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City Beat

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by Karen E. Culp

Five bills dealing

with sewer and phosphorous will go to the finance committee

City Council during its Sept. 8 meeting referred five bills dealing with sewer

and phosphorous-removal issues to the finance committee, which was to have met at noon Sept. 10 to try to come to a resolution.

Councilwoman Teri Hacker, who is interested in getting funding in place for a phosphorous-removal system for the city's water treatment program, proposed a withdrawal of 4 percent of payments in lieu of taxes from the water fund to pay for the second phase of phosphorous removal at the Southwest Wastewater Treatment Plant.

The first phase of phosphorous removal is already under way. Hacker sponsored the resolution and a second resolution, which would withdraw the payments at a rate of 1 percent per year until the 4 percent level is reached.

"I didn't have the support for the immediate 4 percent resolution; I didn't have five votes, so I proposed the second resolution with the 1 percent provision," Hacker said.

Two ordinances set for first reading also dealt with wastewater issues, but these two ordinances, both sponsored by Councilmen Conrad Griggs and Gary Gibson, were to increase rates to provide for expansion of the sewer system.

Another resolution, which was recommended by the Board of Public Utilities, proposed a payment in lieu of taxes of .75 percent of gross operating revenues and increasing the amount by .75 percent per year, provided that the payments not exceed 4 percent.

Hacker said she agreed that there is a need for expanding the sewer capacity, but added that she did not think that item should be tied to the phosphorous-removal issue.

"There is an urgency about the phosphorous issue. The damage that is being done to (Table Rock Lake) is cumulative and irreversible," Hacker said.

The council also passed unanimously a bill dealing with the distance of jails from other facilities.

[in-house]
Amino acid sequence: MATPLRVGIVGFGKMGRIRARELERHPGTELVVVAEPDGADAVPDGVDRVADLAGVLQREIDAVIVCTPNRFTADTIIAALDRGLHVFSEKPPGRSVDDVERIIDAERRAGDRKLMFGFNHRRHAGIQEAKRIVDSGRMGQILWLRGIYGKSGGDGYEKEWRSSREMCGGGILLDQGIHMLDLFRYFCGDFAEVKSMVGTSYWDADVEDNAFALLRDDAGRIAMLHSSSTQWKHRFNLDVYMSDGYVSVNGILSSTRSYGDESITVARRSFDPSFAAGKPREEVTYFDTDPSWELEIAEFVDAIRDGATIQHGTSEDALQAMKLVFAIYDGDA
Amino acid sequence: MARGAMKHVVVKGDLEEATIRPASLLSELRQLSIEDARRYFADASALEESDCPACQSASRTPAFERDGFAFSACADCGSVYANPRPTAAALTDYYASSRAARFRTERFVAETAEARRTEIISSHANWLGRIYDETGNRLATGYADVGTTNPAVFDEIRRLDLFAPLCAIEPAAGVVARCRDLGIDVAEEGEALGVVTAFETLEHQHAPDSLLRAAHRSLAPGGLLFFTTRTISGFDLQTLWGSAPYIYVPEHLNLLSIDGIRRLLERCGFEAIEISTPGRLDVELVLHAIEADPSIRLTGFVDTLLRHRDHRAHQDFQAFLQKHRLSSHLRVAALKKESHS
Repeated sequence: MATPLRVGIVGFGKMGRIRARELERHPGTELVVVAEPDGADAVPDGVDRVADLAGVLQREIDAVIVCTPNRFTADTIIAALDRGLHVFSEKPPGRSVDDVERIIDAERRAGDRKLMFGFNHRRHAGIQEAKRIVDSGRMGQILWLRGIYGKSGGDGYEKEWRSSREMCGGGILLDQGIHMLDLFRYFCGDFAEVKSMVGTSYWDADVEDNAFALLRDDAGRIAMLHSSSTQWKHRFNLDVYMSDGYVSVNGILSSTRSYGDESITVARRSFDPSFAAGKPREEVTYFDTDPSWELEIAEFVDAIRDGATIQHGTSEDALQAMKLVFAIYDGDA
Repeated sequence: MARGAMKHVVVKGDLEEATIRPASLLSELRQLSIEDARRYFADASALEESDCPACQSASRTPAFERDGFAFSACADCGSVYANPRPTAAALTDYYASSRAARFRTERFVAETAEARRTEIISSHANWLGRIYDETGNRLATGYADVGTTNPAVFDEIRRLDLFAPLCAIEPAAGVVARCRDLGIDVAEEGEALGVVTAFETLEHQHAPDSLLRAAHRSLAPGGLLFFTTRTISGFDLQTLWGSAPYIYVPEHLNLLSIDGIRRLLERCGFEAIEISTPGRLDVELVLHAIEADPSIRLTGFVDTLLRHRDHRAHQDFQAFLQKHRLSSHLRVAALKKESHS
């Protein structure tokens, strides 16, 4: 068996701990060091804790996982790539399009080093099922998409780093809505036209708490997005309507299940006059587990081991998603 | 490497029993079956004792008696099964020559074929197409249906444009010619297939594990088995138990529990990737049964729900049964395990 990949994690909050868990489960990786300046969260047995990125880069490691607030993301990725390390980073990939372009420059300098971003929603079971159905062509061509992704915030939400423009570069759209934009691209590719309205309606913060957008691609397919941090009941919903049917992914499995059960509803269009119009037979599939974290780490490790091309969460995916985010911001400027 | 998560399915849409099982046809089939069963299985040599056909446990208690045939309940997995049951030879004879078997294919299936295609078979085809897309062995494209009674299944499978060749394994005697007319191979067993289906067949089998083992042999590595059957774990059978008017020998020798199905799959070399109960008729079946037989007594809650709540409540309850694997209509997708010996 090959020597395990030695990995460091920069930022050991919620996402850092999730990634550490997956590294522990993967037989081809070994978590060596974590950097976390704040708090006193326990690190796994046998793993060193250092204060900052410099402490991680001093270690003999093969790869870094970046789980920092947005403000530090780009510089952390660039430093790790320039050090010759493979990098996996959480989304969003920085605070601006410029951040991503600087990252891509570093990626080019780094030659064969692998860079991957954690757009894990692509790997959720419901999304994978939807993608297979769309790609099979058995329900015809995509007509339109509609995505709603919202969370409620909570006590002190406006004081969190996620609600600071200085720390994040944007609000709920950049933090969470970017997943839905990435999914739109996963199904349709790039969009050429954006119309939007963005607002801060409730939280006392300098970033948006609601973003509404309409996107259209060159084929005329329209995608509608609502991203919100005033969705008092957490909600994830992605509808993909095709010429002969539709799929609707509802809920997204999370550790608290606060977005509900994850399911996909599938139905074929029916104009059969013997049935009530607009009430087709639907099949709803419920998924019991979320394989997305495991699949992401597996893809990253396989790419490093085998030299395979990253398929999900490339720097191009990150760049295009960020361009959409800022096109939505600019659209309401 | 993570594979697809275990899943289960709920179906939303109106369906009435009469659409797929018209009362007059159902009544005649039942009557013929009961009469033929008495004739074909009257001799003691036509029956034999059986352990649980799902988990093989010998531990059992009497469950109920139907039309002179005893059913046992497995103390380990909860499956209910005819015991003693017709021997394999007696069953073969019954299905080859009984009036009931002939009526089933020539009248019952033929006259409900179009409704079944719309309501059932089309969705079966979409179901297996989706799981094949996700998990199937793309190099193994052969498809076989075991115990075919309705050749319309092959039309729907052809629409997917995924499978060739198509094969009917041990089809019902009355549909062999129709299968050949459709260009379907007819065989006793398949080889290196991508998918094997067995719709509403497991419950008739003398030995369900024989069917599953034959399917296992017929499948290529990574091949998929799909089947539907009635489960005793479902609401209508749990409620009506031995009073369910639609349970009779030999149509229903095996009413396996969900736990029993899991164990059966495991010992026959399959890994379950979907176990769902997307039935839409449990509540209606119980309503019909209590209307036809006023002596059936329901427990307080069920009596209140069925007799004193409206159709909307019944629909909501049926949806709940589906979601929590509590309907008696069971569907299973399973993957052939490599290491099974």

The ordinance increases the distance a jail, prison or detention facility must be from another such facility from one-quarter mile to 2,000 feet.

The facility would also have to locate 750 feet from an elementary or secondary school, park or residential district.

That requirement was previously 500 feet.

Council also passed unanimously a bill to spend a total of $50,297 on the renovation of the Old Calaboose, the structure that was once the city jail and is to become a police substation and museum. A portion the money for the project will come from fund raising, said City Manager Tom Finnie.

"There has been a very successful fund-raising effort for this project so far. The largest part of the additional funding for the project will come from voluntary contributions," Finnie said.

The council also passed a bill that dealt with a grant for the Jefferson Avenue Footbridge project. The grant is for $109,910 of federal highway transportation funds. The city will contribute matching funds of $50,590.

The money would go toward renovation of the historic structure on Commercial Street.

Councilman Tom Carlson inquired about the project, asking whether it would not cost less to tear down the structure, which Finnie had said was damaged and in need of repair.

"From the vantage point of its being a historical structure and that it can't be left the way it is, it is our feeling that it would be better to repair the structure," Finnie said.

With some reservations, the council also passed a bill to allow inoperable vehicles to be stored at storage rental facilities. Councilman Russell Rhodes cast the sole dissenting vote, saying he did not think this was a viable solution to the overall problem of storage of inoperable vehicles. Councilman Bob Vanaman agreed.

"We're not getting less of these vehicles out there; we're getting more. We're going to have to stay ahead of the ball on this," Vanaman said.

Council also held a first reading on a bill that would allow for property to be developed into Civic Park to be condemned, if a price for the property cannot be negotiated with the current owners. The bill is set for a second reading Sept. 28; it is a two-reading bill.

"We want to put this in place now in the event we are not successful in negotiating with one or more of the property owners," Finnie said.

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